We are in the interim of changing our web developer and IT, but desperately need to make some minor changes to our website (Links, text edit, photo change) but have no idea on how to do this on WP. We are using Flywheel to host, and they have a great collaborator system, but I’m clueless on gaining access. I have Adobe dreamweaver, but I can’t seem to follow the instructions to access my site and make the changes. Any quick advice an how to see the page and make the changes?

    1. Nemanja Aleksic

      You can’t use Dreamweaver for WordPress. For quick advice on using WordPress, I recommend http://www.wp101.com and Lynda.com Essential WordPress Training course.

    2. Peter

      Hi Chris,

      If you are still looking for a reliable developer to take care of your WordPress website, get in touch with us now. We are a passionate team of WordPress Experts with a combined work experience of 24 years.



  19. sylvain tayo

    i do not know how to create a website and i will like to have one. i need help

  20. Fred Schneider

    My son set up my web page a few years back and it worked great up until he went with Apple Computer and that system. He is way to busy to help the old man set up a new web page and not sure you can do that from the old one as I really liked it. We just can use it now to update. Anyone have any suggestions. I am a Vietnam Veteran and on very limited income right now. Thank you.

    1. Chris

      Hi Fred,

      If you are still needing help, I would be happy to hear about your situation. Perhaps I can point you in a direction that works for you. Please drop me a line at my website LochValeDesign dot com


    2. Chris

      I jumped over to your website and discovered you are a Coloradoan. I’m located in Grand Lake, CO.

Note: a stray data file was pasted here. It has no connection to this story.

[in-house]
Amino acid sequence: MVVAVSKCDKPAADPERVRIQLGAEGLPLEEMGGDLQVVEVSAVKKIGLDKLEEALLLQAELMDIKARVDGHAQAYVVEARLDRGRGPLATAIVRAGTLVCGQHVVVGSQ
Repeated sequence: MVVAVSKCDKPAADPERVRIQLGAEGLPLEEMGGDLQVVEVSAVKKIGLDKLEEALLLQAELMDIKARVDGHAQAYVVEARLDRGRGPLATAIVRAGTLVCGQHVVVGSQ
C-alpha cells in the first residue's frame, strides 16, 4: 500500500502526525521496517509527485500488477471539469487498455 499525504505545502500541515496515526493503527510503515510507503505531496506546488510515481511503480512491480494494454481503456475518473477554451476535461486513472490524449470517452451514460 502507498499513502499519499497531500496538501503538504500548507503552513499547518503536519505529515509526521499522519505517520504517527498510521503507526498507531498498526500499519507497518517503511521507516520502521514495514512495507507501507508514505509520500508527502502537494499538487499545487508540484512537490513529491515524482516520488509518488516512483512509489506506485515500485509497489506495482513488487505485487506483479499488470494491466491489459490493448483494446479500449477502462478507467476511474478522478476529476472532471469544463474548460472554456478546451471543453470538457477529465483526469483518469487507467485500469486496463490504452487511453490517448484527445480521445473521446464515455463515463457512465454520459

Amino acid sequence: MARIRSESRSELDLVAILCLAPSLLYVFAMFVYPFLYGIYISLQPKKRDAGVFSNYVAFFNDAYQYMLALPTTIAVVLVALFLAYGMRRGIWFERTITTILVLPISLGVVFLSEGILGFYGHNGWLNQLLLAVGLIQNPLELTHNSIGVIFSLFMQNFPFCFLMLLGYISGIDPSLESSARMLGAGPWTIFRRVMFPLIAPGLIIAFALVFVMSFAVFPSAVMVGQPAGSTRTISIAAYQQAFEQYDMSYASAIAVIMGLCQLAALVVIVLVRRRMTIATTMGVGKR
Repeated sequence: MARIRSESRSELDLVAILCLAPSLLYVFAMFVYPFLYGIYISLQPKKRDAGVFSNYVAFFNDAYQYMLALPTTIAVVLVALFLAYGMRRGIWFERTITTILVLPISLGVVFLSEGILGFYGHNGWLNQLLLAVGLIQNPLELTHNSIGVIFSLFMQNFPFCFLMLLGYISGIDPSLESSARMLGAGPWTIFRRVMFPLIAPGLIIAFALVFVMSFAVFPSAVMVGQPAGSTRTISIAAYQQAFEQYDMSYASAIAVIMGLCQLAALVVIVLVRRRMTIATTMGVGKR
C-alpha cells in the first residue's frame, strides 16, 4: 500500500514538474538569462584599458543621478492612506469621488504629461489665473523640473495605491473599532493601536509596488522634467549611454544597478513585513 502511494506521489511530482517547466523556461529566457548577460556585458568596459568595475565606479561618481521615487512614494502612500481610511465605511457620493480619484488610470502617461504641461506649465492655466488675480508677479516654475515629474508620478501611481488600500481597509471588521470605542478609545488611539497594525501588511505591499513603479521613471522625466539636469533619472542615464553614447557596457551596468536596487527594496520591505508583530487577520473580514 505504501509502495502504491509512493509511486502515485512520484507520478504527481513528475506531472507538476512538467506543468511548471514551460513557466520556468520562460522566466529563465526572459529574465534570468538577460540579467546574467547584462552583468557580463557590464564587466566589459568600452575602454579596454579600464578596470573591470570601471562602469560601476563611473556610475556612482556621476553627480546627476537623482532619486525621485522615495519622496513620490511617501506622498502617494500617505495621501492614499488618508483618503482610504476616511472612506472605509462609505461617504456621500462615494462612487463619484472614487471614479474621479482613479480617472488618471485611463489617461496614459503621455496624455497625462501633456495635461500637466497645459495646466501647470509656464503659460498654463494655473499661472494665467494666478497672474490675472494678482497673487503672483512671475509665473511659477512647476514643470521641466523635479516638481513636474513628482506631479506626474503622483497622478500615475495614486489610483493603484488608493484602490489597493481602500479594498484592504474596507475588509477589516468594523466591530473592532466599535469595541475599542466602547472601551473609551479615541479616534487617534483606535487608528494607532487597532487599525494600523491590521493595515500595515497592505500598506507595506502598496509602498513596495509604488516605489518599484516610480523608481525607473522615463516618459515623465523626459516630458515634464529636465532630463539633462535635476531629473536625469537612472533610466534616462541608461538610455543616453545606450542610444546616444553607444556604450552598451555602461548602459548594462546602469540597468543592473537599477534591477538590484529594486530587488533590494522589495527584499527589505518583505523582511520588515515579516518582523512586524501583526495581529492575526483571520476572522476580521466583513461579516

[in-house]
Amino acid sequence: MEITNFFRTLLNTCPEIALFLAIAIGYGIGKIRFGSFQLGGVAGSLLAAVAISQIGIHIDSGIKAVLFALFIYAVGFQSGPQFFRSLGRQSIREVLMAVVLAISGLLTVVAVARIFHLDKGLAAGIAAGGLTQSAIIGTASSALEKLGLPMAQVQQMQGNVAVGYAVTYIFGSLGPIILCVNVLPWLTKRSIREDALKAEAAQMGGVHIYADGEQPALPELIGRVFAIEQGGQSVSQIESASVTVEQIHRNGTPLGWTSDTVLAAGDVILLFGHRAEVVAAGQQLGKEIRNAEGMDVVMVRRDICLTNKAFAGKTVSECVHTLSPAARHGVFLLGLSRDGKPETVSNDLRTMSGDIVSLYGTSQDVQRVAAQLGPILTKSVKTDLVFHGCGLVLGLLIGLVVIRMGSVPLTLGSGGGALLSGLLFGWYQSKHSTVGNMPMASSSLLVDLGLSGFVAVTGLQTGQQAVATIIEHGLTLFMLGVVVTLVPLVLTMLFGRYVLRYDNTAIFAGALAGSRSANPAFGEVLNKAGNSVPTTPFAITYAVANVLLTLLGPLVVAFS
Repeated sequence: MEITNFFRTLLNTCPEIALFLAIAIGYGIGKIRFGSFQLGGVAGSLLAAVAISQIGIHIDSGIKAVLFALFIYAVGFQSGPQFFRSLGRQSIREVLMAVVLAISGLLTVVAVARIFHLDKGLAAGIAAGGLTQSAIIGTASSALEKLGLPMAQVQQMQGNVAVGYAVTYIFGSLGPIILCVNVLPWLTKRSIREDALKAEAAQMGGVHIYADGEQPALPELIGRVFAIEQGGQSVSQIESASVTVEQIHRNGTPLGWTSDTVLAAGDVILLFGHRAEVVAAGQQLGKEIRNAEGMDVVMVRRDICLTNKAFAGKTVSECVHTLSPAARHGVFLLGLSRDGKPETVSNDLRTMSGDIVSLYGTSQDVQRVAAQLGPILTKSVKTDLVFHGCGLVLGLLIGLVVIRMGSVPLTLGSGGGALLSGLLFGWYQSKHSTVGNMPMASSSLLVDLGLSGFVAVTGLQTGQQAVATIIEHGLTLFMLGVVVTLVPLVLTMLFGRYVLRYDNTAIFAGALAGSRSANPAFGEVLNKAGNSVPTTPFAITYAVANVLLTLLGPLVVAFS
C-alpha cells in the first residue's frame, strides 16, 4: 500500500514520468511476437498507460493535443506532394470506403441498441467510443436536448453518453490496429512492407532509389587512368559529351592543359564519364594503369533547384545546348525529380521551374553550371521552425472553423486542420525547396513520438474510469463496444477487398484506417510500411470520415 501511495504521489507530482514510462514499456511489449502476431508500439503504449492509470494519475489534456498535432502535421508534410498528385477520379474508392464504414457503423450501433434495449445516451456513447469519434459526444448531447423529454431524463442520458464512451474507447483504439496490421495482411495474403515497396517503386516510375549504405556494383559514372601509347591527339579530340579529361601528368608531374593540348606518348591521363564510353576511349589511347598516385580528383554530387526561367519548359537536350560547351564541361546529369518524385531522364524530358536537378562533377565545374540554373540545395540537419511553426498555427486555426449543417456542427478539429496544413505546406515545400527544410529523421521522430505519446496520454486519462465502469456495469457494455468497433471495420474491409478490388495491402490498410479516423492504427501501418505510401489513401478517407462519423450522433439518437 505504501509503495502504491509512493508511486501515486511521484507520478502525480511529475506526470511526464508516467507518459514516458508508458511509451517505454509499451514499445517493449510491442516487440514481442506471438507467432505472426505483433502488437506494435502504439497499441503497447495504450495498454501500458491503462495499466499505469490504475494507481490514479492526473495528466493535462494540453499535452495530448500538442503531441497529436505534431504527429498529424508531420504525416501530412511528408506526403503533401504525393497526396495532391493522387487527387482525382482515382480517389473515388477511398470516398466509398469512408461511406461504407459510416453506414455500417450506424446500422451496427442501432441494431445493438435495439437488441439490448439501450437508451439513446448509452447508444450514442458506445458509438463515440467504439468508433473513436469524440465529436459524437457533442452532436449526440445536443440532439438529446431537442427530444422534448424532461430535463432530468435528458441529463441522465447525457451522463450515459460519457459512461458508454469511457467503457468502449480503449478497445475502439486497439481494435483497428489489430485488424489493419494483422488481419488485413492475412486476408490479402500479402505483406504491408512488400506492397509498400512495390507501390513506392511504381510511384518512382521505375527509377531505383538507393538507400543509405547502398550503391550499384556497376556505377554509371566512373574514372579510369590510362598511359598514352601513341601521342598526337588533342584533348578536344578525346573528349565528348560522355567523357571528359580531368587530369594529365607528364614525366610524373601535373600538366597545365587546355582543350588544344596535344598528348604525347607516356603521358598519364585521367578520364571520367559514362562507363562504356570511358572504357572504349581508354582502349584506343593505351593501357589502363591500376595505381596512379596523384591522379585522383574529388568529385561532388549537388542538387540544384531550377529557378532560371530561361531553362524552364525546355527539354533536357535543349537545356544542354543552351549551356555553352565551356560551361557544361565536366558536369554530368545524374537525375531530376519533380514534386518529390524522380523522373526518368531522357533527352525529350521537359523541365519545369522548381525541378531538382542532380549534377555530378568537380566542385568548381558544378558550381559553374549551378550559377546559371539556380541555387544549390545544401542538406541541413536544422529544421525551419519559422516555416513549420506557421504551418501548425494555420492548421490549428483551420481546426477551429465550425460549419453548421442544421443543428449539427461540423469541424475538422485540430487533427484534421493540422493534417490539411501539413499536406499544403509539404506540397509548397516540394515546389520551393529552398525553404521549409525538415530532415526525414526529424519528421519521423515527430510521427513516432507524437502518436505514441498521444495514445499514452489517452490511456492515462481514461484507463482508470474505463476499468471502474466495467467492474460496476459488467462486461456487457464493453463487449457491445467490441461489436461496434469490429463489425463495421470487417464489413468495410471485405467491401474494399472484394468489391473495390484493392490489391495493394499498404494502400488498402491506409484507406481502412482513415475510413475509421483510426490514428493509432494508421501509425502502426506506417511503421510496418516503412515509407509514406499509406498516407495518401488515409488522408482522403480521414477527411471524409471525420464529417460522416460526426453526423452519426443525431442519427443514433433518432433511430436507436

21. Ray Feeney

    What is the best WP plugins to use?

  22. Jill

    I had someone start a word press site for me and I wasn’t happy with the progress, or the work. I am wanting to rehaul the content and basic look
    of what is there. I am great at my business, growing, not so great at technology. My ultimate goal is to put an online store using word press. Is wp a good platform to accomplish that goal?

    1. Nemanja Aleksic

      Yes it is, it just looks like you hired the wrong person for the job. I suggest checking out Elance or Codeable to hire a WordPress developer that will get the job done.

    2. Stacy

      Yes! I am a freelance WP implementer, and I have set up quite a number of online stores. Elance has been taken over by UpWork. I have a profile on UpWork and It is possible to find a good provider there, but be careful – sometimes you really do get what you pay for. Any provider you choose should take the time to discuss your requirements with you first, not just jump in and say, oh yeah, I can do that for $500. You can also search for WordPress providers/implementers/services and take a look at provider portfolios.